Fake news proliferates as Koreans search for virus information online

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Fake news proliferates as Koreans search for virus information online

On top of tracking down potential victims of the poorly understood coronavirus and searching for ways to treat it, Korea has another problem to tackle - fake news.

Two weeks after confirming the country’s first infection on Jan. 20, South Korea has seen the number of patients rise to 27, spurring concerns over human-to-human transmission in local communities.

As the news broke, people naturally went online to share information and learn about the new disease, which emerged in the central Chinese city of Wuhan and has since spread to more than two dozen countries.

The country’s high-speed and ubiquitous internet have helped to an extent, but have also become a hotbed of fake news and misinformation.

Some YouTubers staged pranks, deceiving viewers by disguising as coronavirus patients and filming people’s reaction in public venues.

A photo of a mask stained with blood with details on where it was found, or rumors that two people who had eaten bat meat in Wuhan have been infected, circulated online, causing confusion in local communities that were mentioned.

And some have reported cases in which fake news distributors used emblems of the government or media companies, increasing the difficulty of discerning verified news.

Fake news involving Chinese nationals has also emerged, raising concerns about the trend possibly developing into xenophobia.

A survey of 1,000 adults, conducted between Jan. 31 and Feb. 4, found that 42.1 percent of respondents saw fake news in the previous week, and 60.4 percent had witnessed hate speech.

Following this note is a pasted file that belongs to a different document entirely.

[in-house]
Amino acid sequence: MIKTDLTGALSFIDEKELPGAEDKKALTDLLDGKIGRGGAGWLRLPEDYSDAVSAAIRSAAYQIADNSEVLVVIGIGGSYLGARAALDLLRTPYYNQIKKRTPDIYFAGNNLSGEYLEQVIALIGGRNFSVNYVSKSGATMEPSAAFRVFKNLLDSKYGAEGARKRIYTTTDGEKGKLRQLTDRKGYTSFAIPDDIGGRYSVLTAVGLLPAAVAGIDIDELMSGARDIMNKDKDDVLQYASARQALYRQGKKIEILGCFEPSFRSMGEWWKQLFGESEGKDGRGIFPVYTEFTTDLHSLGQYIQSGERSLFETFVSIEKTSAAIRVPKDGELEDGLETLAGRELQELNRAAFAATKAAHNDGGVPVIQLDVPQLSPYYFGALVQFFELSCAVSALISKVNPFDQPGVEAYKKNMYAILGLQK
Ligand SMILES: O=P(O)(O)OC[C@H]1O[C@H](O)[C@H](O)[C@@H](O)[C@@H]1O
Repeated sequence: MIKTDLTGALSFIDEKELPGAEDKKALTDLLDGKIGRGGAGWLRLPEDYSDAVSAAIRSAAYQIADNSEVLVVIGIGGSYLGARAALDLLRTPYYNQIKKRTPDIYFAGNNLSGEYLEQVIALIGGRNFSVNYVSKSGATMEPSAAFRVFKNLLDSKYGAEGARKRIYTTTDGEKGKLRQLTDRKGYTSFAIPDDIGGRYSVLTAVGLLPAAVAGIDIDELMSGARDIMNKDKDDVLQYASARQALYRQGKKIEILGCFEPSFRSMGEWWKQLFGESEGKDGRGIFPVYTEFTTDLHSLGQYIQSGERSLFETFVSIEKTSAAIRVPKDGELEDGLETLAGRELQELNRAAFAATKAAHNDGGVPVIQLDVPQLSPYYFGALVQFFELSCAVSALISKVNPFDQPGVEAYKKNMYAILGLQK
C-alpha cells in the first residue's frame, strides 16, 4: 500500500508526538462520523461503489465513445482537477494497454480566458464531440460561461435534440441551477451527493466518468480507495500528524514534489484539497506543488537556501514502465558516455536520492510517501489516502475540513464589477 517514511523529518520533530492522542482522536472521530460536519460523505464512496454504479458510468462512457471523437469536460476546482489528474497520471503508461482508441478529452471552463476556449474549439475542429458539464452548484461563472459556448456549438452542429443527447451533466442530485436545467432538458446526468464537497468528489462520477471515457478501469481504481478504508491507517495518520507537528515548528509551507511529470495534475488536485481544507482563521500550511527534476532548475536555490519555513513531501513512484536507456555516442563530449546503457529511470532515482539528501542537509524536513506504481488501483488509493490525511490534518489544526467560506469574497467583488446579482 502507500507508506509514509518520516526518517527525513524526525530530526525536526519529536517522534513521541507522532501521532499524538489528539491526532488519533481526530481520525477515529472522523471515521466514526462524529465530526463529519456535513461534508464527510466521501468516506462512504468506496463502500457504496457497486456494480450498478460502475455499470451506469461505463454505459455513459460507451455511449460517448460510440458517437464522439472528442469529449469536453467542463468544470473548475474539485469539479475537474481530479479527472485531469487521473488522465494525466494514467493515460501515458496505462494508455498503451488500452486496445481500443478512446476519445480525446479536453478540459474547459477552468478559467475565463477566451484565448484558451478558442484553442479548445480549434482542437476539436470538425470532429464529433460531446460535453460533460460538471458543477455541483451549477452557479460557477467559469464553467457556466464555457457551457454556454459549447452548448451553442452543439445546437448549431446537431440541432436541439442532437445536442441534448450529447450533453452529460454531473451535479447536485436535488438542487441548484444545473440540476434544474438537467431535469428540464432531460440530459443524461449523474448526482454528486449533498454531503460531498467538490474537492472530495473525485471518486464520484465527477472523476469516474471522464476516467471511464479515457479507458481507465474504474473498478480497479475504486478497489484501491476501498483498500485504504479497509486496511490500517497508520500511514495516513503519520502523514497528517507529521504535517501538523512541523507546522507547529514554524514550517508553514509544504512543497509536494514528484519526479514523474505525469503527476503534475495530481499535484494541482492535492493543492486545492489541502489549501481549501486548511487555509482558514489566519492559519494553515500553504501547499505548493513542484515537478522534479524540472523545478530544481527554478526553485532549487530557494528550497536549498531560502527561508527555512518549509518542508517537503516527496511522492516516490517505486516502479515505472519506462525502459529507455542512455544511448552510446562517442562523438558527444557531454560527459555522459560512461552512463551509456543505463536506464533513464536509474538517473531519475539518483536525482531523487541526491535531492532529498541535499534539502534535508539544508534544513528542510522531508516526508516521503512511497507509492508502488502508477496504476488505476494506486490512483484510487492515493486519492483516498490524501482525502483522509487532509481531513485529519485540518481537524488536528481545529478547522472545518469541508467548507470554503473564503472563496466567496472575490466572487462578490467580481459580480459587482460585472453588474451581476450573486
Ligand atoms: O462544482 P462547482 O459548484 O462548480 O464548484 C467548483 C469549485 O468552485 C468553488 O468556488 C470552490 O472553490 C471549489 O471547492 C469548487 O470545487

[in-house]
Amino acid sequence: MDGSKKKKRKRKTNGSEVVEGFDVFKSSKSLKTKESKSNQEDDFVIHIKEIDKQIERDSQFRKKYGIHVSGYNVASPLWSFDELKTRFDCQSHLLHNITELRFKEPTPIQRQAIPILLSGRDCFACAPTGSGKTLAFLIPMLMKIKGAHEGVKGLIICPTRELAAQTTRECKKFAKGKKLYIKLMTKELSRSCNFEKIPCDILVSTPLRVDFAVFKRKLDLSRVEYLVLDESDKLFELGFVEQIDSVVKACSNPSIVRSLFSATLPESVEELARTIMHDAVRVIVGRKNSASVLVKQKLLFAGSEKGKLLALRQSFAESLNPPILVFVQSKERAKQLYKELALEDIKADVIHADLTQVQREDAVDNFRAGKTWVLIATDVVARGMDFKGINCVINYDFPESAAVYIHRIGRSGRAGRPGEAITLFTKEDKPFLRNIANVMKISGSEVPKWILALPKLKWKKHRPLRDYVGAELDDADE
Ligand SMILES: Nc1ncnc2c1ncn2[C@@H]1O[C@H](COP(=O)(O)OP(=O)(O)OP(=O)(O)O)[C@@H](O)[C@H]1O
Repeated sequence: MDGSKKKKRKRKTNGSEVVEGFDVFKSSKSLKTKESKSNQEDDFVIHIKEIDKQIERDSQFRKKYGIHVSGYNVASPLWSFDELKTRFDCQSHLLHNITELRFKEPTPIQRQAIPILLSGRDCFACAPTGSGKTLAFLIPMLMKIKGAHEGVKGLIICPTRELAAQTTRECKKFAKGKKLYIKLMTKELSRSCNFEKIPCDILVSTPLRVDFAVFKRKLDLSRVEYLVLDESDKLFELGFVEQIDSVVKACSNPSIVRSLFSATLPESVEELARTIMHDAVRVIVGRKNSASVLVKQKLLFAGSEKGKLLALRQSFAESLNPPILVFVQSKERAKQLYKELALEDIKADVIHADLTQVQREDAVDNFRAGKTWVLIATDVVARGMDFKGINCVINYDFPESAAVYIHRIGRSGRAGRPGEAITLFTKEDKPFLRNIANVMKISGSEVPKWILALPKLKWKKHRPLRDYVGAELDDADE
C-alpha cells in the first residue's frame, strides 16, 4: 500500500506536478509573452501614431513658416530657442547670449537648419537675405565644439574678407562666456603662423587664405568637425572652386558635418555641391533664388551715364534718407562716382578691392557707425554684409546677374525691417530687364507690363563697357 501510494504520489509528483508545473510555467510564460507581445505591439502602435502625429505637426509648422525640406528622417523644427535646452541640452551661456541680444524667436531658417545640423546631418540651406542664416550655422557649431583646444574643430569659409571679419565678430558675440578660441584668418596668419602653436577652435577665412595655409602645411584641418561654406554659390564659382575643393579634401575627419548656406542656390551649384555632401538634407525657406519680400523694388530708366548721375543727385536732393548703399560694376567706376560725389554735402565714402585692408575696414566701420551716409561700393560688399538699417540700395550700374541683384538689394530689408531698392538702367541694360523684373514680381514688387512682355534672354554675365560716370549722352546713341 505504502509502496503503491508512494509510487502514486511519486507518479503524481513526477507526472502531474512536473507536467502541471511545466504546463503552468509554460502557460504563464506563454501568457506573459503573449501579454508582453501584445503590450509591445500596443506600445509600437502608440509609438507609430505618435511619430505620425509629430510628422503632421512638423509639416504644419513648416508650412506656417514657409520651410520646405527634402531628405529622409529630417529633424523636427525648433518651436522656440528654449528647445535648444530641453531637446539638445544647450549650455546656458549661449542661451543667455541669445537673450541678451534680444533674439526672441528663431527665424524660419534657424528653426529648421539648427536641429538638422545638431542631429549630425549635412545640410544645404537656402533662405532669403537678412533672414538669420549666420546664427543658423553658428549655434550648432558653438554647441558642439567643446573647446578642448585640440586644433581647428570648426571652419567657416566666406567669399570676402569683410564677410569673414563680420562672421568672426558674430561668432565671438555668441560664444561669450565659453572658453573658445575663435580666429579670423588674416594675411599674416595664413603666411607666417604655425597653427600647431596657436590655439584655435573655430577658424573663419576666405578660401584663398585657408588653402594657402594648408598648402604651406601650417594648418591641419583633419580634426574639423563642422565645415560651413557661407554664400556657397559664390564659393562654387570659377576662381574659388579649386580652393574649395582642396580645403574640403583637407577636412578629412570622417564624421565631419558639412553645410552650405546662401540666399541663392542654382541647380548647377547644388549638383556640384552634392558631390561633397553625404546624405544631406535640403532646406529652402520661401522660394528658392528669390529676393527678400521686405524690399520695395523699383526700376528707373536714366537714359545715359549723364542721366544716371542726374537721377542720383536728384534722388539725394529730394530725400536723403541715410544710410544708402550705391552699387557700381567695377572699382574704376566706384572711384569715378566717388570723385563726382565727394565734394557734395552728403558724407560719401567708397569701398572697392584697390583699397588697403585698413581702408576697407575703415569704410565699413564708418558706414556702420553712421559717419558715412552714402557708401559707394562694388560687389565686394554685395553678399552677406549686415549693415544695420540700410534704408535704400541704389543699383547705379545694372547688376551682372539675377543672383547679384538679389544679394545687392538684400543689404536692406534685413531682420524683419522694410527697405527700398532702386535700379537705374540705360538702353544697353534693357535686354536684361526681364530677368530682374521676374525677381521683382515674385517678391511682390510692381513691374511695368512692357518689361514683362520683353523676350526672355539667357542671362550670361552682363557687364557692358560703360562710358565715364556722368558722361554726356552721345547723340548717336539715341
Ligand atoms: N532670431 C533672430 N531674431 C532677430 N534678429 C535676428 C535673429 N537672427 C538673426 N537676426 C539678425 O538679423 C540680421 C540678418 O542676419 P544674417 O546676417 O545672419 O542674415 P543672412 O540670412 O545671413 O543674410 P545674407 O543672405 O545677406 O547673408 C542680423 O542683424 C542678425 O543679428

The survey, conducted by a team led by Professor You Myoung-soon at Seoul National University, found that 94.7 percent favored stronger punishments for spreading fake news.

As fake news emerged as a setback in ongoing efforts to tackle the sprawling virus, President Moon Jae-in has pledged to take strict measures against misinformation.

Moon called distributing fake news “a grave criminal act” that “goes beyond the freedom of speech.”

“The virus is not the only thing we have to face,” he said. “We should actively stand up against excessive anxiety and vague fear.”

Researchers have advocated for continued efforts to fight fake news.

“South Korea has suffered damages from misinformation following past events such as the sinking of the Sewol ferry, Middle East respiratory syndrome [MERS] and aviation influenza,” researchers at the Korea Institute of Public Administration said in a recent report.

“In a hyper-connected society, the impact of misinformation is increasing as they are easily and quickly produced and distributed through social media. With risks of exposure to fake news growing, measures to increase trust in safety information are pressing.”

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